Ana de Armas fans allowed to sue over Yesterday trailer

Actor appeared in trailer for ‘Yesterday’ even though she made no appearance in the film’s final cut

Inga Parkel
Friday 23 December 2022 07:03 GMT
Yesterday trailer (2019)

Two Ana de Armas fans may just have their day in court after a judge ruled that movie studios can be sued for deceptive movie trailers under false advertising laws.

On Tuesday (20 December), US District Judge Stephen Wilson issued a ruling on the fans’ January lawsuit brought against Universal Pictures.

In the lawsuit, Conour Wolfe and Peter Michael Rosza allege that they each paid $3.99 (£3.29) to rent the studio’s 2019 romance musical Yesterday – about a world void of the Beatles – on Amazon Prime after seeing De Armas in the trailer, only to find out that the Cuban-Spanish actor had been cut from the final film.

Universal sought to dismiss the case, claiming that trailers are entitled to free speech protection under the First Amendment. The studio’s lawyers argued that a trailer is a three-minute “artistic, expressive work” used to convey the movie’s themes. Therefore it should be considered “non-commercial” speech.

However, the judge denied that argument, instead ruling that a trailer is indeed commercial speech, which makes it subject to California’s False Advertising Law and Unfair Competition Law.

“Universal is correct that trailers involve some creativity and editorial discretion, but this creativity does not outweigh the commercial nature of a trailer,” Wilson wrote (via Variety). “At its core, a trailer is an advertisement designed to sell a movie by providing consumers with a preview of the movie.”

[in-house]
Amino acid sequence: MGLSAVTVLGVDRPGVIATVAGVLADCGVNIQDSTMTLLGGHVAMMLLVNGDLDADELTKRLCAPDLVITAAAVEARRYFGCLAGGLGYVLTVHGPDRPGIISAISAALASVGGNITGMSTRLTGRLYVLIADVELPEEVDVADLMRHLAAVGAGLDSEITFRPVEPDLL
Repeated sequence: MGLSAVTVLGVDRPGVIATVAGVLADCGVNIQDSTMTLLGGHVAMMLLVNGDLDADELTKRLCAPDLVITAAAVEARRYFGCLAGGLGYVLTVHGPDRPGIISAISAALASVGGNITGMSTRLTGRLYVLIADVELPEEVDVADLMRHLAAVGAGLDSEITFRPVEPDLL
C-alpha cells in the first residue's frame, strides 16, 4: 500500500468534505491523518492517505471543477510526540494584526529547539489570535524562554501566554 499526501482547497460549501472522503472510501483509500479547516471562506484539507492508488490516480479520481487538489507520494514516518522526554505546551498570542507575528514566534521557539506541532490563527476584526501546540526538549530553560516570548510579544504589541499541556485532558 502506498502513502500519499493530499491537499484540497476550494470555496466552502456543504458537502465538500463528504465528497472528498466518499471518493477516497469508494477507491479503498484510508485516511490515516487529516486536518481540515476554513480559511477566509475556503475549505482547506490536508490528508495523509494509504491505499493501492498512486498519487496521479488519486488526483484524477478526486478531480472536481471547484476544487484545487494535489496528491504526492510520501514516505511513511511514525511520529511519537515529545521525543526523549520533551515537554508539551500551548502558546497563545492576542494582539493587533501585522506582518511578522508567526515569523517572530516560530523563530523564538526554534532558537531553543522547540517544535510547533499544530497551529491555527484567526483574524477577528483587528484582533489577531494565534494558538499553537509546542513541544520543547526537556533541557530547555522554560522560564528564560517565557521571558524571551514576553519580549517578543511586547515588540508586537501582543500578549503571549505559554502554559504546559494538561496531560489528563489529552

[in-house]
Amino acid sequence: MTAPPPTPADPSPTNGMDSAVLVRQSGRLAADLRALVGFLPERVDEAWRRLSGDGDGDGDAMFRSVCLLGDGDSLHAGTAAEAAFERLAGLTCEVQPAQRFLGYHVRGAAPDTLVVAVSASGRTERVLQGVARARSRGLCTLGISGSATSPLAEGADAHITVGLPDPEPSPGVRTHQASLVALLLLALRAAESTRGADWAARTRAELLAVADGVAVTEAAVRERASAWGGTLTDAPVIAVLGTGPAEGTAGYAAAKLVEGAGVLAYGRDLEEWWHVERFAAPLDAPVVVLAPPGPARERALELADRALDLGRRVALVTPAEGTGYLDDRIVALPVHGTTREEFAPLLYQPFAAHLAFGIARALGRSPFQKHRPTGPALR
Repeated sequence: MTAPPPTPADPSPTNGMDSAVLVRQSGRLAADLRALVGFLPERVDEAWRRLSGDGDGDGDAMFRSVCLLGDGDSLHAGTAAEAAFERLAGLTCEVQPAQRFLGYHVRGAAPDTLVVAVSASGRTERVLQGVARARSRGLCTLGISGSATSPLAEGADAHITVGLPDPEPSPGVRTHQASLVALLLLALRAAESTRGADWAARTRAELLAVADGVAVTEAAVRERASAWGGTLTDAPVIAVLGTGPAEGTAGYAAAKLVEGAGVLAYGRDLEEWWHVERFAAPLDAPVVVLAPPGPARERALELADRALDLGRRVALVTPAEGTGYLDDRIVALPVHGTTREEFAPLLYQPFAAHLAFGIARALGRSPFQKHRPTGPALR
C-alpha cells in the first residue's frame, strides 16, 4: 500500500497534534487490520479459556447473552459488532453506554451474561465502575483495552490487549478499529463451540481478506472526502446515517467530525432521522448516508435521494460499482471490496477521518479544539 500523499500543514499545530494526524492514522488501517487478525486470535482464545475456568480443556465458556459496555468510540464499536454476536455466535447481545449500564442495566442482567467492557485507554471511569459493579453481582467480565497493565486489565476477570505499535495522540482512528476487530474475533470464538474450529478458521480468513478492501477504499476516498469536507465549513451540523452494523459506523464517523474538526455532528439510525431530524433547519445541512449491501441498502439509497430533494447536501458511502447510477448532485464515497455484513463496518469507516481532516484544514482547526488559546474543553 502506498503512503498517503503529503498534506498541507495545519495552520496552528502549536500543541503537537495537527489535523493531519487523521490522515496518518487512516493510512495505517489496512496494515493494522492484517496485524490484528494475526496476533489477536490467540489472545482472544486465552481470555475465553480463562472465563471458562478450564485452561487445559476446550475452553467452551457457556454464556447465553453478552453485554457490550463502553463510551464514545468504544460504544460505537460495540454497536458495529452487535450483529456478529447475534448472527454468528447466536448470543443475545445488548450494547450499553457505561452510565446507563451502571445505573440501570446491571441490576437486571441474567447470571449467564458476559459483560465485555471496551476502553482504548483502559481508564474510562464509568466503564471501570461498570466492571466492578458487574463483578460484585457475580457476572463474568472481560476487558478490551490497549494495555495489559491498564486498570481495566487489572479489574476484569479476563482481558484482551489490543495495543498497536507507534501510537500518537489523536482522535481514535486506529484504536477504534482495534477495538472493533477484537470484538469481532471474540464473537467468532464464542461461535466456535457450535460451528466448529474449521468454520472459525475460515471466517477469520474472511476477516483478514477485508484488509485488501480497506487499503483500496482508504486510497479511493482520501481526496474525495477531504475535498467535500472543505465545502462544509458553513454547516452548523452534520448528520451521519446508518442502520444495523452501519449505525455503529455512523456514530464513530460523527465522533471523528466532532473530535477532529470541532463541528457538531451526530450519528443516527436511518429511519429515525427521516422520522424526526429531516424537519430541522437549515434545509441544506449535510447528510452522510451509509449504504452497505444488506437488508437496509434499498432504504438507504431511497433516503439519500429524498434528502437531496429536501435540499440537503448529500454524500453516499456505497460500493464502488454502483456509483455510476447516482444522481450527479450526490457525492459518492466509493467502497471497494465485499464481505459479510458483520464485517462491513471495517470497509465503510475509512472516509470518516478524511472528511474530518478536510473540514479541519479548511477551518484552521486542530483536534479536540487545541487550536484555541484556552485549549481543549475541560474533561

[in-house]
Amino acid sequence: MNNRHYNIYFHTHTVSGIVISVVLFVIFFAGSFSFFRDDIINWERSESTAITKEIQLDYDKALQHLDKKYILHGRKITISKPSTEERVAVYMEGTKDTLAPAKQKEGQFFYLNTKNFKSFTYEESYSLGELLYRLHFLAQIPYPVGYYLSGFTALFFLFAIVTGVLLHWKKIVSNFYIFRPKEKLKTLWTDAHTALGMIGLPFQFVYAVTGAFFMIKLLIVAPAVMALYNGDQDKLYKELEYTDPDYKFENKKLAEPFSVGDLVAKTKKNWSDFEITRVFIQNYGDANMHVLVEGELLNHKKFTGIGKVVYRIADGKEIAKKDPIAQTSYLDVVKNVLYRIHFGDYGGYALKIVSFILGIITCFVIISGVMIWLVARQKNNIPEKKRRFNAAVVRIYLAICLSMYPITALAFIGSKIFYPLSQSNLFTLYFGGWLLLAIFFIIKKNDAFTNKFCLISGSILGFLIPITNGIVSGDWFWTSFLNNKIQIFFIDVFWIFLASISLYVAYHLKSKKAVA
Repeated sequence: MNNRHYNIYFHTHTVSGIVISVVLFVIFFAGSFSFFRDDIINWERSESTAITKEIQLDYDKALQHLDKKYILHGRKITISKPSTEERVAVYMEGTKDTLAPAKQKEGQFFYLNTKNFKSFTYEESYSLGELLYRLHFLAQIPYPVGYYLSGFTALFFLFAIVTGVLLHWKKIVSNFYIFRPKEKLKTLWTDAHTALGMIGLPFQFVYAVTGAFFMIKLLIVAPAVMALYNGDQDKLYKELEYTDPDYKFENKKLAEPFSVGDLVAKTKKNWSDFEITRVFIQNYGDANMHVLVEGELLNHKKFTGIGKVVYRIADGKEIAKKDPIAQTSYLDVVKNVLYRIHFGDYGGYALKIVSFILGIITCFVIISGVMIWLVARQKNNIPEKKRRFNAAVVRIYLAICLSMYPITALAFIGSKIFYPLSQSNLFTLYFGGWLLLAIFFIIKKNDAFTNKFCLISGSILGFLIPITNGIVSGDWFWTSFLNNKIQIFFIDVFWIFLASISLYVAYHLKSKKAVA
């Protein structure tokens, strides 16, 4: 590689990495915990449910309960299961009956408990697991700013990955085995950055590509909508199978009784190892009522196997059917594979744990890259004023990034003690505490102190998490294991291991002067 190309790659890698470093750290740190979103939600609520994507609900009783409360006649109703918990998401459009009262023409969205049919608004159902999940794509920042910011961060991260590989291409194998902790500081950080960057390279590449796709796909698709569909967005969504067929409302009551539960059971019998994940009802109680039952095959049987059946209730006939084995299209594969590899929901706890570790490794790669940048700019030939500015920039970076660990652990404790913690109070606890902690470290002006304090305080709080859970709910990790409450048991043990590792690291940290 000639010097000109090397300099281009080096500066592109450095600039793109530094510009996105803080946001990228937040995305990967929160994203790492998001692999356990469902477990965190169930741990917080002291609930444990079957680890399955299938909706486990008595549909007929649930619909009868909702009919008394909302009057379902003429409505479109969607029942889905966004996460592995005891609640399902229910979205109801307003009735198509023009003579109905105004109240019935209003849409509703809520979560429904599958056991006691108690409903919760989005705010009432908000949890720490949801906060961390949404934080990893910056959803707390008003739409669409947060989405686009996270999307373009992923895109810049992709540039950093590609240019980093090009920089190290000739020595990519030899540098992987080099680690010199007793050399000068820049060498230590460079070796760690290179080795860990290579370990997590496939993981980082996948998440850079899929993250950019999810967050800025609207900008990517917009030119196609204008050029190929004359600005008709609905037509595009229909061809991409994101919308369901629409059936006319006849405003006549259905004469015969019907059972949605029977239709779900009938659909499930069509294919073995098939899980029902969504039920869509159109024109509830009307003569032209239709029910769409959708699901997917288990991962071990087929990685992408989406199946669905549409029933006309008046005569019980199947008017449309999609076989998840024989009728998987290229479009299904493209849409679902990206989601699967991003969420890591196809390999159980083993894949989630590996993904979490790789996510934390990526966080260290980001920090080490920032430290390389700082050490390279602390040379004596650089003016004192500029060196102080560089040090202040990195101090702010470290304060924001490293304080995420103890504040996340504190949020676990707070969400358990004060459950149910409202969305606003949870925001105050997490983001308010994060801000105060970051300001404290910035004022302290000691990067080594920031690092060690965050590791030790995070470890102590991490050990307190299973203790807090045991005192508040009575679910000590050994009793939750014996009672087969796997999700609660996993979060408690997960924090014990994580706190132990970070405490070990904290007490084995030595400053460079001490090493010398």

Universal’s briefing also argued that trailers have long included footage that doesn’t appear in the final cut, citing their earlier trailer for Jurassic Park, which was entirely made up of clips that weren’t in the movie.

Himesh Patel and Ed Sheeran in ‘Yesterday’
Himesh Patel and Ed Sheeran in ‘Yesterday’ (Universal Pictures)

The studio additionally raised the riskiness of classifying trailers as “commercial speech”, saying it could lead to “burdensome litigation” any time a “viewer claimed to be disappointed with whether and how much of any person or scene they saw in the trailer was in the final film”; whether the movie fit into their expected “genre”; or any “unlimited number of disappointments”.

Seeking to address the concern, the judge said that the false advertising law would only apply when a “significant portion” of “reasonable consumers” could be misled.

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“The Court’s holding is limited to representations as to whether an actress or scene is in the movie, and nothing else,” Wilson wrote, maintaining that it was plausible that viewers would expect De Armas to have a significant role in the film, based on Yesterday’s trailer.

Initially, De Armas was intended to feature as a love interest for Himesh Patel’s leading character Jack, but the film’s screenwriter Richard Curtis explained that she was eventually cut because audiences weren’t fond of Jack straying from his primary love interest, portrayed by Lily James.

Jack was supposed to meet De Armas’s character during a guest appearance on James Corden’s talk show, where he would then serenade her with the Beatles track “Something”.

Woulfe and Rosza are seeking at least $5m (£4.1m) in damages and will represent a class of moviegoers. The case will move on to the discovery phase and a motion for it to be classified as a class-action lawsuit.

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